Monday, August 29, 2016

Knowing When to Retreat

I was lucky enough to attend a two-week residency at the Golden Apple Studio two summers ago. My sister, a well-respected and talented artist in her own right, and her successful, and very handy-to-have-around-the-house-and-residency husband, own the retreat and built it from the ground up. Golden Apple sits on the Atlantic Ocean in Maine, and if you ever have an opportunity to attend, you won't be sorry. You can find more information at http://www.goldenapplestudio.com.

Here I am at the Golden Apple Studio artist residency.
Wait a second; that's not me. That my old, dusty, manual
typewriter find (thanks to my daughter, Dennae).
Well, I had the old and dusty part right. 
I had a dual professional purpose in attending. I needed to work on the first book of a second series I'm writing, and I also wanted to try out the new camera I'd just been given by my insanely generous brother. Not only did I manage to nearly complete the book, but I also took in excess of 1400 pictures. My third reason, though, was personal. I wanted to spend time with only my muse (along with new friends, family, and food) to re-evaluate the direction my writing career was heading and to decide if I needed to make adjustments. But if it were not for my sister's and brother-in-law's generosity (also insane) in inviting me, I would never have been able to afford both the tuition and transportation to attend in the first place. And that, my friends, would've been a great tragedy. I learned so much more during those two weeks than just what I was able to complete on my book or accomplish with my camera. So much.

Residencies, retreats, weekend getaways--there are several names used for those occasions when artists of all kinds carve out the time needed to recharge, rest, reinvent, review, and work on projects that need completing or begin new ones. I expected, and experienced, all of that. What I didn't expect, however, was how four strangers from different backgrounds, ages, experiences, world views, religions, and lifestyles could bond as we did. I may never see any of these women in person again, but I feel tied to them in a way I never could have felt if they were merely LinkedIn contacts.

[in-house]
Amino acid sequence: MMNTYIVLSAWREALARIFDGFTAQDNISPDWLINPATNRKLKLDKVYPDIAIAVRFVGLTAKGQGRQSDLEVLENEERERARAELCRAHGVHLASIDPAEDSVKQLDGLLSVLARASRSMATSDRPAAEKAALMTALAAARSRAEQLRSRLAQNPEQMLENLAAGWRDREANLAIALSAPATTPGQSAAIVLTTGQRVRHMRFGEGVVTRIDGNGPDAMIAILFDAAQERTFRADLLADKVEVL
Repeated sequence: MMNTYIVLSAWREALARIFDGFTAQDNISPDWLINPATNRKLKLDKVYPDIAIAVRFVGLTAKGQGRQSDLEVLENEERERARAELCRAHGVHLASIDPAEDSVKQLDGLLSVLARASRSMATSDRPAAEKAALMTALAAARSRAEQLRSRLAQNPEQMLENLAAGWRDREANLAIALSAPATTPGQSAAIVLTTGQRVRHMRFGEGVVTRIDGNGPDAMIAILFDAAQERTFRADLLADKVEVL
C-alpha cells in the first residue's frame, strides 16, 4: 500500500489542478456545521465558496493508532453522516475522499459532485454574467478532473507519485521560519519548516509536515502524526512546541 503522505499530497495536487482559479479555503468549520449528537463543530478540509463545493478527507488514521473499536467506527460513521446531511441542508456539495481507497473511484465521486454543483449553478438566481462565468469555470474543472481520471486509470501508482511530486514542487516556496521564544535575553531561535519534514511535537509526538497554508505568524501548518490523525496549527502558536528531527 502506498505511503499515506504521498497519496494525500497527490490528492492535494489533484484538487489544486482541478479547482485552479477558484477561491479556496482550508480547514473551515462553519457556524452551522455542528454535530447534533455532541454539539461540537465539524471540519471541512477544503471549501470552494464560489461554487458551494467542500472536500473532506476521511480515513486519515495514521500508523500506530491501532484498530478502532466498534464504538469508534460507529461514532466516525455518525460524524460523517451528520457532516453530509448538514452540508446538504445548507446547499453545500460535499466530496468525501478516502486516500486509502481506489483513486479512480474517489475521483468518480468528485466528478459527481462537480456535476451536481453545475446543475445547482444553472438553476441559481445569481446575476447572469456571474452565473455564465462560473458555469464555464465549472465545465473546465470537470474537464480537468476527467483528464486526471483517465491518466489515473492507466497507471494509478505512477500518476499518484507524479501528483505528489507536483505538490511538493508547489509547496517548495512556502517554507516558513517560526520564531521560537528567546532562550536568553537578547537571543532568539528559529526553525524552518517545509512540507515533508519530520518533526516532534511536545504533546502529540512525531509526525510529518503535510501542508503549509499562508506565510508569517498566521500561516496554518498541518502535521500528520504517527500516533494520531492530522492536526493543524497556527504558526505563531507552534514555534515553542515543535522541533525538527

I was one of two authors in attendance, and we were joined by two artists. Our days were spent in our individual studios, with breaks for breakfast and lunch and a wonderful communal meal at the end of the day. We were free to wander into the other studios to observe what they were doing or to stay holed up and work until our stomach growled and the upcoming meal was announced. I did some of each. During the two weeks we were each invited to present to the other three artists and our hosts, Shelley and Greg, a mini program showcasing what we were all about as creative artists. Both Yvonne, the other author, and I read from our manuscripts. The artists, Anne and Erin, showed us past and present work from their portfolios. I was blown away by how much I appreciated work in genres I would never have taken the time to ponder before. Believe me, it was humbling.

I've not had a chance to return to Golden Apple, but I hope to someday. In the meantime, I'm planning to create my own retreats on occasion. As with most people these days, and authors are no exception, life has a way of sucking out all the energy and creativity from our souls. What little time I have left at the end of the day is too often spent playing mindless games of FreeCell on my Nook, rather than working on my latest chapter (or writing a blog post, for instance). From time to time, I need an uninterrupted period of time when I can let loose my creative urges and do what I hope I do best--write.

Let's face it. We all need a respite once in a while. A weekend at a hotel is one way to enjoy a mini retreat. Sharing a room with a colleague saves money, and working side by side keeps us on track. Hotels often have lounges or cafes that would work just fine when the urge strikes to get out of that room. My personal favorite would be a week in a cabin deep in the woods where only the birds can witness my struggle with the written word.

How about you? Have you been on a retreat? What would be an ideal getaway for you?
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2 comments:

  1. After going to a writers' conference, I *need* a retreat. How do you return to normal life without a chance to process what you've learned? I need time to reassess my writing career, and I need the time to figure it out. Wish I was part of your overly-generous family!

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  2. I know what you mean, Linda! Conferences are so full of information and new ideas that to return to our regular lives is almost an injustice to the conference! It takes time to digest our newfound knowledge. I'll put in a good word with my family :-)

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